I also learnt that storm names, like American sport shirt numbers, can be retired.

That’s something I’ll bear in mind next time I’m caught by the rain in a supermarket car park.



72 hours

In theory I have 114 hours left before we begin Open Farm Sunday. However, as I need to sleep, eat, cook, shop, collect one of the kids from Sheffield and break off to answer queries from members of the public and farm staff  it’s likely that I have only 72 hours, or even less, to produce a stunningly informative display on modern farming. I have a broken printer and a laminator that regularly pleats the paper and things are not looking good.

To add to my general feeling of forthcoming disaster we’ve just had a meeting (and you know what I feel about them) and we’re now doing the Health and Safety stuff. That’s like a meeting but with the additional point that plants become hazards (poison and thorns), animals can give you nasty diseases and even the ground we walk on can leap up and break your ankle. It’s a dangerous old world out there. I hate to think what it would be like if we ever reintroduced wild boar or bears.

You may of course be asking yourself why I’m writing this instead of getting on with work, but the question contains it’s own answer. Most things are better than work, and blogging certainly beats typing up notes on growing wheat. If you ploughed up Wembley Stadium, which wouldn’t be a bad thing in my opinion, you could grow enough wheat to make a sandwich for every member of a capacity crowd. The only problem there is that if you grew wheat on the field you wouldn’t get a capacity crowd. Nobody has spotted that so far.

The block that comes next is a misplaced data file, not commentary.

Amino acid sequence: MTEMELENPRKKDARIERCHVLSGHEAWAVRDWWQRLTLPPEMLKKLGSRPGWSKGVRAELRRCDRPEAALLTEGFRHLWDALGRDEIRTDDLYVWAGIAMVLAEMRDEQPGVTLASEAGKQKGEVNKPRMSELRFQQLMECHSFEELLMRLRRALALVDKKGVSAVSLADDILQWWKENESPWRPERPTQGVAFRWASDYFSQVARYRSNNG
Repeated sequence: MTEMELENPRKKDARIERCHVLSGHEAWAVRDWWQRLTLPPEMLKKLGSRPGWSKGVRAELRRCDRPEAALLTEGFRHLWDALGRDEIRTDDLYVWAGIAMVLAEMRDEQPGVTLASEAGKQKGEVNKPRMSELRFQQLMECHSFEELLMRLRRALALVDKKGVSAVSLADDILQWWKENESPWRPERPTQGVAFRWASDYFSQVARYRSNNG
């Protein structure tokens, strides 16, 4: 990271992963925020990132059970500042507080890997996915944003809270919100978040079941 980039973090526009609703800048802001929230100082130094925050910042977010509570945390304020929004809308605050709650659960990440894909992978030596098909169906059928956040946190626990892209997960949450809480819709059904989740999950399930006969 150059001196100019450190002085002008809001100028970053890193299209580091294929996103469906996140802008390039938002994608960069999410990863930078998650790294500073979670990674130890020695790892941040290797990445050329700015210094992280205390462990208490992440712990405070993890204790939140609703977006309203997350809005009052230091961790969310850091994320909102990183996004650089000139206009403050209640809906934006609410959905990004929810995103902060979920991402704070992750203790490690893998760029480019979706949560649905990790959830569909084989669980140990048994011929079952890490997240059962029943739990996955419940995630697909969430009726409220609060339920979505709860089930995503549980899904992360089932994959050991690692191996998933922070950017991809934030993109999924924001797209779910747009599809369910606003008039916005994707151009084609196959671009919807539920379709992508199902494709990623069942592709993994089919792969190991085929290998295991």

Now, this is possibly an interesting fact when you first hear it, but I’ve heard it more than once now. I’ve also told them that one of our fields will produce wheat to make two pancakes for every inhabitant of Nottingham and made various other calculations based on the towns and schools that people come from. Using information off the internet I even calculated that the woodland we are planting would absorb the emissions from several thousand cars.

Yes, I did say “using information off the internet”. Some of you will have spotted the flaw there. Garbage in, garbage out, as they say. I repeated an error found in several internet articles and produced a calculation that suggested we could solve the problem of global warming by all planting window boxes. This sounded a bit extreme so I did more research.

It seems I was wrong by a factor of several thousand.

I now have 71 hours left and Tim has just come in to tell me that one of the tents has broken in the wind, specifically the tent I’m supposed to be using at the weekend. Will be back later to put photos on.

Later: one pole is bent and another went through the roof of the tent. It’s fixable but we really could have done without spending the time on it.


Meanwhile the runner beans are suffering in the wind. I’ll try to save what I can but I’m going to plant replacements in the polytunnel tonight – fortunately I have toilet roll tubes in the back of the car.

That’s probably the oddest closing sentence I’ve ever used.